The real bottom line is performance: 02-, 0-30, 0-40, 0-50, 0-60, 5-60, 30-50, 50-70, 1/4 mile. Again just because these are quoted doesn't me you should or imply that you need to drive full throtle accelrator to the floor. These are metrics or measurements , that OBJECTIVELY compare two different cars.
From Consumer Guide an objective test source:
2006 Honda Civic
2006 Honda Civic: Road Test
Rear-seat entry/exit (coupe)
Consumer Guide® Road Test Ratings
LX sedan, man. EX sedan, auto. Hybrid w/nav. sys. Si Class Average
5 5 3 6 4.3
With either transmission, 140-hp Civics lazy away from a stop, but have adequate power around town and for highway merging, passing; automatic especially alert to throttle inputs. Hybrid is slow off the line, demands liberal throttle to build speed quickly, but keeps pace with fast-moving traffic. As with other CVTs, this one lets engine rev ahead of vehicle speed. Hybrid powertrain has no overt vices; system shuts off engine at stops to save gas, restarts instantly, maintains air-conditioner power. Slick-shifting Si craves high rpm, responds with terrific acceleration.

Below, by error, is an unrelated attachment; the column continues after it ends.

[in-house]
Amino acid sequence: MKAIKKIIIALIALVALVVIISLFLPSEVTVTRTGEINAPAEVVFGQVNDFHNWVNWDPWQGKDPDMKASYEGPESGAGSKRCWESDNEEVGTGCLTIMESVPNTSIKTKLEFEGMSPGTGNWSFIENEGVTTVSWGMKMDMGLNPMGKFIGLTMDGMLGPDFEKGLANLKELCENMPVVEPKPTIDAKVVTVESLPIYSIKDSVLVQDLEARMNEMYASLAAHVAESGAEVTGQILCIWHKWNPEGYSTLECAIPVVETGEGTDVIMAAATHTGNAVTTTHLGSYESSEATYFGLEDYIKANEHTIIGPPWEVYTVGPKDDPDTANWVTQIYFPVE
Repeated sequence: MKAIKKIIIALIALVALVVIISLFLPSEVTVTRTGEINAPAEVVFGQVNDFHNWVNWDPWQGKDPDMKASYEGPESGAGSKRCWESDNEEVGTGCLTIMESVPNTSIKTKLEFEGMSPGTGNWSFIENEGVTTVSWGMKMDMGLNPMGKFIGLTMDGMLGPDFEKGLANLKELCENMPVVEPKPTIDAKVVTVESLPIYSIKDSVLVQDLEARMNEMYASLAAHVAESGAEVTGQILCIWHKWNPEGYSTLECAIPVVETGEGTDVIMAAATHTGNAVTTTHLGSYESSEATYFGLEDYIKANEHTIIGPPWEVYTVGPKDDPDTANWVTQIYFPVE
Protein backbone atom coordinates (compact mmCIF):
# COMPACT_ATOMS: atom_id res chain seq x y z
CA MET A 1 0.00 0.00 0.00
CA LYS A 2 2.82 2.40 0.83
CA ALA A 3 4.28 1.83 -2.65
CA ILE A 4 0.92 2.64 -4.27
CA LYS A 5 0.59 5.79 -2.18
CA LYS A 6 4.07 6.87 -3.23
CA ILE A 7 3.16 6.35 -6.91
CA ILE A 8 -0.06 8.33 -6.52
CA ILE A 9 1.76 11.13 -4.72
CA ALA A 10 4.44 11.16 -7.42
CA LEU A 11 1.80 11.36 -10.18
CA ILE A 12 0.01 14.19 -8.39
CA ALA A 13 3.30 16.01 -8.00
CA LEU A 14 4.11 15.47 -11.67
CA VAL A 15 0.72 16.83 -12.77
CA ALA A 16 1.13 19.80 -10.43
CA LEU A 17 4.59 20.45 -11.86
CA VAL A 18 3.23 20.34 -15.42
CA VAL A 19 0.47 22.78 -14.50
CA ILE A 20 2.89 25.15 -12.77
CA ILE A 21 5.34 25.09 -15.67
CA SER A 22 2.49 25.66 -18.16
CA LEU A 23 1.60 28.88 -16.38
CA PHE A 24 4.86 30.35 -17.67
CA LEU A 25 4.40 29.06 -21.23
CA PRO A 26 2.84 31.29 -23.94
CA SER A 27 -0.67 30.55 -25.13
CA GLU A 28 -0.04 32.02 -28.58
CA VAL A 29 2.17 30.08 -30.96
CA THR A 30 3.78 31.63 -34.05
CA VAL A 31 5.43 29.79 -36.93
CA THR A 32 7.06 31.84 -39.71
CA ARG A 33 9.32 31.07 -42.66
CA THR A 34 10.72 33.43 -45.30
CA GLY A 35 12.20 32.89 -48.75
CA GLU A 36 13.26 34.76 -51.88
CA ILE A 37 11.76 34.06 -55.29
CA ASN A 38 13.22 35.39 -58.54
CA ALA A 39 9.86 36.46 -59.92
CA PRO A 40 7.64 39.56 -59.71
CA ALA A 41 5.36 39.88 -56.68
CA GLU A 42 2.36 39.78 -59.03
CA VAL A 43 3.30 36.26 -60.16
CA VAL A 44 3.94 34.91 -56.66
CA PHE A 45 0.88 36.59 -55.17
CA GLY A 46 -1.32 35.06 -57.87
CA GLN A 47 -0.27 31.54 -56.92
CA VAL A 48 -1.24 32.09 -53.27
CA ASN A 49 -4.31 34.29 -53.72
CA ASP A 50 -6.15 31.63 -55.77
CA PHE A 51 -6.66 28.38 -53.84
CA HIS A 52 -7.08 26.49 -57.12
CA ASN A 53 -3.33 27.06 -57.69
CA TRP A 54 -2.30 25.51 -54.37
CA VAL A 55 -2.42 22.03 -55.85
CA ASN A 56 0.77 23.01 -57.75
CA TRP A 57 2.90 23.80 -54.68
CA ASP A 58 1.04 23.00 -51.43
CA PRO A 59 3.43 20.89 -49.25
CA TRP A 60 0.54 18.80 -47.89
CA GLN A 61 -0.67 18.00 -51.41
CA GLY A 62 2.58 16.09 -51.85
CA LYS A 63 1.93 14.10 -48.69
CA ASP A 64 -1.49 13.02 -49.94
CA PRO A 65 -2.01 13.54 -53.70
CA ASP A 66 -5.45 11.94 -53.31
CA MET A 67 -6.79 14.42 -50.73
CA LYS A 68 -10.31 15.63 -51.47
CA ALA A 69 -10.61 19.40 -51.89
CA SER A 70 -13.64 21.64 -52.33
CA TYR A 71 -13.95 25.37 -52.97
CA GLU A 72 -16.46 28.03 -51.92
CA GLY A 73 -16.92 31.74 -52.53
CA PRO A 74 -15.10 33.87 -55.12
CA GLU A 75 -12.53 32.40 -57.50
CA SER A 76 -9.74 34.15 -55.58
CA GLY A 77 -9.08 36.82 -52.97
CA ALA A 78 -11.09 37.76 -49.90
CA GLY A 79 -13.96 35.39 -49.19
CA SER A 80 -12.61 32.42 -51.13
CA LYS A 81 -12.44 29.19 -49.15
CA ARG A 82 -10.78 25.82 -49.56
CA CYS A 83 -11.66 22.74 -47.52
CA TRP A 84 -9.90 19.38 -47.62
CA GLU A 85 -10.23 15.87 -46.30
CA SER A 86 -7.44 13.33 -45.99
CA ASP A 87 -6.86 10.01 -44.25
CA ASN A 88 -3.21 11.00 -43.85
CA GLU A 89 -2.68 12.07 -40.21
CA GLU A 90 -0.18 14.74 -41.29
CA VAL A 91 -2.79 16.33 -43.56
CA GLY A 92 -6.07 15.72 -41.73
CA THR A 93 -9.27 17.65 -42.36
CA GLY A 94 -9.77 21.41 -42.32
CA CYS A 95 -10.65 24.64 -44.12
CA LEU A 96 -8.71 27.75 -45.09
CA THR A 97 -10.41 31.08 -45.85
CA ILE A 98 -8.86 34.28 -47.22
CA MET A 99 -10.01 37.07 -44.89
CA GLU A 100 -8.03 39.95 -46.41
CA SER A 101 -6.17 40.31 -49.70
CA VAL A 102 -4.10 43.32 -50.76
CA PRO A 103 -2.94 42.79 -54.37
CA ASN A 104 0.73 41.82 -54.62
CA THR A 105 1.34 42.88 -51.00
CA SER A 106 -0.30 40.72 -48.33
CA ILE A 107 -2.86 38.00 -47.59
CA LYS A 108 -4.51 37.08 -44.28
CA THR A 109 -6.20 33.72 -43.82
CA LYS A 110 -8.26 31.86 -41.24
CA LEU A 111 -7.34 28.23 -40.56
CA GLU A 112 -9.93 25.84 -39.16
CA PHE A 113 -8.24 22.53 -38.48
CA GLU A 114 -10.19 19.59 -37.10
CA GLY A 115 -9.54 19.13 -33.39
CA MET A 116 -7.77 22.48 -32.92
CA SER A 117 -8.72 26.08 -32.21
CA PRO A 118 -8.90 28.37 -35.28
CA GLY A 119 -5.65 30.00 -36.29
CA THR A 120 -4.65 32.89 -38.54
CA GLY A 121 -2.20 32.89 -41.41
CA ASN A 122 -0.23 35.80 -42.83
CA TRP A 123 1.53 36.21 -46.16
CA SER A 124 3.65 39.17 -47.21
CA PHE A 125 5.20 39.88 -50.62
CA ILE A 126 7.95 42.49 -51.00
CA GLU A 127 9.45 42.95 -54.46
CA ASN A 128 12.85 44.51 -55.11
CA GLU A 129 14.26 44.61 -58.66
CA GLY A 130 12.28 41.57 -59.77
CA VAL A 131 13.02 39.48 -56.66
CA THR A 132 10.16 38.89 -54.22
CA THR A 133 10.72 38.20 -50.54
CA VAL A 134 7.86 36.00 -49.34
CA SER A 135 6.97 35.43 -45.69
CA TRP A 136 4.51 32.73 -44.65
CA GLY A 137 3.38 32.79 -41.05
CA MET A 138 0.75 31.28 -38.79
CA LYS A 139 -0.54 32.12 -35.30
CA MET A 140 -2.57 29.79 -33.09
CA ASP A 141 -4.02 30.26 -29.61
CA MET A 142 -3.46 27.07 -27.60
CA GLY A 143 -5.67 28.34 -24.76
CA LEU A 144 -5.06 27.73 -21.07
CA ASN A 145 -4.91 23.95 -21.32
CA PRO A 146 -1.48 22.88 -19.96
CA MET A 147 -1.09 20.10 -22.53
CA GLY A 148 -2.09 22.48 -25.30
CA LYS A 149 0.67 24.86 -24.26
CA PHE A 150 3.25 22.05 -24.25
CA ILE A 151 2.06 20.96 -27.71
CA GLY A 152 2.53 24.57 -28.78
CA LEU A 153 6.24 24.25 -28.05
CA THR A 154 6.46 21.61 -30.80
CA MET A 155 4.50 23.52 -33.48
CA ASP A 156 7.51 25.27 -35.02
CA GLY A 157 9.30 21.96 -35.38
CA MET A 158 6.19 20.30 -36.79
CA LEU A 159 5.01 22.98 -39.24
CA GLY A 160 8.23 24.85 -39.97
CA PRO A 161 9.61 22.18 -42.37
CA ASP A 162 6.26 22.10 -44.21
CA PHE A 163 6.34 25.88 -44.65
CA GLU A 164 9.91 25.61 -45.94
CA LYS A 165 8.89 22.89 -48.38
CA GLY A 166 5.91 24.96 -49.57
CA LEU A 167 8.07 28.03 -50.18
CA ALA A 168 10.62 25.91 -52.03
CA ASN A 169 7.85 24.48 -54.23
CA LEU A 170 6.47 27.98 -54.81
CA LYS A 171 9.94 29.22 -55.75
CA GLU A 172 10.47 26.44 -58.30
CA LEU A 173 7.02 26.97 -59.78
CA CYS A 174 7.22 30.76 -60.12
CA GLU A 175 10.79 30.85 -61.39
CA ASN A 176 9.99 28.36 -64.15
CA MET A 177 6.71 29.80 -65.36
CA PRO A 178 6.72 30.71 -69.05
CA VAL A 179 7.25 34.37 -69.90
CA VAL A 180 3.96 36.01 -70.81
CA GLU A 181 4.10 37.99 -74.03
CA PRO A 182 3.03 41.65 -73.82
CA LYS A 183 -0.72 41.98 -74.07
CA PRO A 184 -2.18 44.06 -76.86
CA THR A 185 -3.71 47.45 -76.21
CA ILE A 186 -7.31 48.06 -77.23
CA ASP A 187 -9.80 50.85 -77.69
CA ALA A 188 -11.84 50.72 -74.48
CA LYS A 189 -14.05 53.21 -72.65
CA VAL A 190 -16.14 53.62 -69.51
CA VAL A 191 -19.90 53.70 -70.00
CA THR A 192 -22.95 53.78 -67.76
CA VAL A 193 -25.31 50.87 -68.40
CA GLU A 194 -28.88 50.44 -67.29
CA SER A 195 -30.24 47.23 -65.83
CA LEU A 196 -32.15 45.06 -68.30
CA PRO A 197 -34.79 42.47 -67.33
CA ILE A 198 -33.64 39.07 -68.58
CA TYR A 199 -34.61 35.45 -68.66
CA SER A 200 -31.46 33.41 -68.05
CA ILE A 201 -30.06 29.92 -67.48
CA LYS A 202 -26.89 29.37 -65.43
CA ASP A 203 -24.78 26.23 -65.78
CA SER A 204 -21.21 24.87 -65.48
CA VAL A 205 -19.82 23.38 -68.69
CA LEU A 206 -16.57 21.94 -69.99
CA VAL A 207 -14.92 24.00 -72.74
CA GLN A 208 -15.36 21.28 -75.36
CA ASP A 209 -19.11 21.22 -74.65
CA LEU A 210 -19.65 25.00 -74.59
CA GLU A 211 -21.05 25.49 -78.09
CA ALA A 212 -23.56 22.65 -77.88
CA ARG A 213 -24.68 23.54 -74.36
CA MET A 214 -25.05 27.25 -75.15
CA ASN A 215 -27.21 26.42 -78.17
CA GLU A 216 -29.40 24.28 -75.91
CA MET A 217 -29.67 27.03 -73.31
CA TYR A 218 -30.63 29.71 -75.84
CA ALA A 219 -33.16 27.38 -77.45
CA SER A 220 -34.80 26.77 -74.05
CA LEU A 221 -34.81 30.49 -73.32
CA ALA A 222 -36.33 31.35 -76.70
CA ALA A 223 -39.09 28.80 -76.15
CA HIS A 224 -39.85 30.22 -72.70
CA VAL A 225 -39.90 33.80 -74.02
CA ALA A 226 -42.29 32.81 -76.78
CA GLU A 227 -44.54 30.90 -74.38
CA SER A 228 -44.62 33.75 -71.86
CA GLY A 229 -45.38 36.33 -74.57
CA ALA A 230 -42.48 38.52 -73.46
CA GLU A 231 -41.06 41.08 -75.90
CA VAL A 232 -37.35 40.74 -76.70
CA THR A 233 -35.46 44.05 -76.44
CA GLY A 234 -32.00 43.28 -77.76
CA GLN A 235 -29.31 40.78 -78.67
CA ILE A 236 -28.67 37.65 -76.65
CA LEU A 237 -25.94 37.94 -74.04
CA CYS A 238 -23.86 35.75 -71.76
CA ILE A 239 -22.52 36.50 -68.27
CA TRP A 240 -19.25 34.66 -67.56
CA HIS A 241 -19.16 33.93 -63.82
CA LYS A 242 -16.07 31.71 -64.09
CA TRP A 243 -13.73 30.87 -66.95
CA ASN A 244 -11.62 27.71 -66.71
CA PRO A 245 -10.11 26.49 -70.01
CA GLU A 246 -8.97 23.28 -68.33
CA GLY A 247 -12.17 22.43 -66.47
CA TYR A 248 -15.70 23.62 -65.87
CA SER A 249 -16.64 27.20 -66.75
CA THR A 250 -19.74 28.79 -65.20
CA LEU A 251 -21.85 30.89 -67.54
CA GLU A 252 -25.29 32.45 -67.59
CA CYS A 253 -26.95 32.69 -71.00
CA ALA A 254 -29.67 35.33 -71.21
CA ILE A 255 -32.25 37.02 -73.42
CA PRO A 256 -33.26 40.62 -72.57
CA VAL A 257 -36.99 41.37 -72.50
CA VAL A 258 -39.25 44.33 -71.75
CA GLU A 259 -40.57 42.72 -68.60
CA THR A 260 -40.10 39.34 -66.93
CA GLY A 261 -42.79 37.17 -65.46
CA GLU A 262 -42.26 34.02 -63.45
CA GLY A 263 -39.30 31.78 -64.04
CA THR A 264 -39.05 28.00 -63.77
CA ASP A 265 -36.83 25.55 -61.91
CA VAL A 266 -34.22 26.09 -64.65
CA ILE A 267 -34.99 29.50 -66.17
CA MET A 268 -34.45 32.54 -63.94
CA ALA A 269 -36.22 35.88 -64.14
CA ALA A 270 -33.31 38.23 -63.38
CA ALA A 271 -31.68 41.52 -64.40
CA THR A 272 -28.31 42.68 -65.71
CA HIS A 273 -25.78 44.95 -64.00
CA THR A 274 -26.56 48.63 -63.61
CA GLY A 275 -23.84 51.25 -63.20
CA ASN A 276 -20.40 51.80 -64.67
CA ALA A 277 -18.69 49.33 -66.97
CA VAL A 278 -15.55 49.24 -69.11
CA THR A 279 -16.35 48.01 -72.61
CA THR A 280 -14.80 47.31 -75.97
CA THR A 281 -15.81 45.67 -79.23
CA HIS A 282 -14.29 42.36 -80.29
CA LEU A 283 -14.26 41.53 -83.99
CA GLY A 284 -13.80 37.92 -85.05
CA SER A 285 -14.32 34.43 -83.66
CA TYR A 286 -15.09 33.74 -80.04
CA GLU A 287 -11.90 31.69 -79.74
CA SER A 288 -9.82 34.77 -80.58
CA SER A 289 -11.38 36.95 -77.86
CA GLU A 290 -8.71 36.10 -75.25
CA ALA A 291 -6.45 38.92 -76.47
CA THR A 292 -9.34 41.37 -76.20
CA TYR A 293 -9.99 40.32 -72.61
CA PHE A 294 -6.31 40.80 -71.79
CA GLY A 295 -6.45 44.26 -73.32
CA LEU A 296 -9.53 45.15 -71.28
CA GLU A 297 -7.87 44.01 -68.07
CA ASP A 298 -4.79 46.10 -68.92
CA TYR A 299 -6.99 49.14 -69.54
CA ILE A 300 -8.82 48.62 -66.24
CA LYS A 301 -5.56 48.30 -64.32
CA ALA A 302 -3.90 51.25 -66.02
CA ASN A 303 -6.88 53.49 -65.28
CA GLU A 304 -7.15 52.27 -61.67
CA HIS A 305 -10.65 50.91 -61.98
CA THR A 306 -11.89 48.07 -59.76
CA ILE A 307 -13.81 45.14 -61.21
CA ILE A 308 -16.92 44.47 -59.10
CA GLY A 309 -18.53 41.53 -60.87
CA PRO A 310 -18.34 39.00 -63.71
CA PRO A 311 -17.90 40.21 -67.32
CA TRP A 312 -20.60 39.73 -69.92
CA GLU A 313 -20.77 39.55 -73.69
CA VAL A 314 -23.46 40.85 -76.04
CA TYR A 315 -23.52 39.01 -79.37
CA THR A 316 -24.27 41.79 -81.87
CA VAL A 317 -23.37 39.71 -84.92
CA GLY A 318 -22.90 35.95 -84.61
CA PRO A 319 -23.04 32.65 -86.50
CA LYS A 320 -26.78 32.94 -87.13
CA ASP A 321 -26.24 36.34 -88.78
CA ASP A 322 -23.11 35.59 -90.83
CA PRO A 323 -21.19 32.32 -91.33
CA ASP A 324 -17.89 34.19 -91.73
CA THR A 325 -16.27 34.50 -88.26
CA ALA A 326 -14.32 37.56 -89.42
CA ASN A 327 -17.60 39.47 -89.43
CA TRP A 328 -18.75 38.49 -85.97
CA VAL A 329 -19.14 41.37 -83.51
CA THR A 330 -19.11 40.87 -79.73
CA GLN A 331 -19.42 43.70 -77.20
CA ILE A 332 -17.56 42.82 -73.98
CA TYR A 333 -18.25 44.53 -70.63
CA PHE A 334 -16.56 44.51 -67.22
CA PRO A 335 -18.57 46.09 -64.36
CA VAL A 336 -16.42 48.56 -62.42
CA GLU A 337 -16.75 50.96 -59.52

LX sedan, man. EX sedan, auto. Hybrid w/nav. sys. Si Class Average
7 7 9 5 6.7
Test Hybrid averaged 38.0 mpg in city/highway test driving conducted in subfreezing temperatures. No opportunity to measure with other models. Si requires premium-grade fuel, other Civics use regular.
2006 Nissan Sentra
2006 Nissan Sentra: Road Test
Ride (SE-R Spec V)
Consumer Guide® Road Test Ratings
1.8, auto. 1.8 S, man. SE-R SE-R Spec V Class Average
3 4 5 6 4.3
Test manual-transmission 1.8 S clocked a lazy 9.9 sec 0-60 mph; expect about 11 sec with automatic. Test Spec V took 7.9 sec. Manual transmission in any Sentra suffers imprecise shift action.
1.8, auto. 1.8 S, man. SE-R SE-R Spec V Class Average
6 7 5 5 6.7
Test manual-transmission 1.8 S averaged 24.9 mpg; expect slightly less with automatic. Test Spec V averaged 18.2 mpg. Nissan recommends premium-grade fuel for Spec V, regular for others.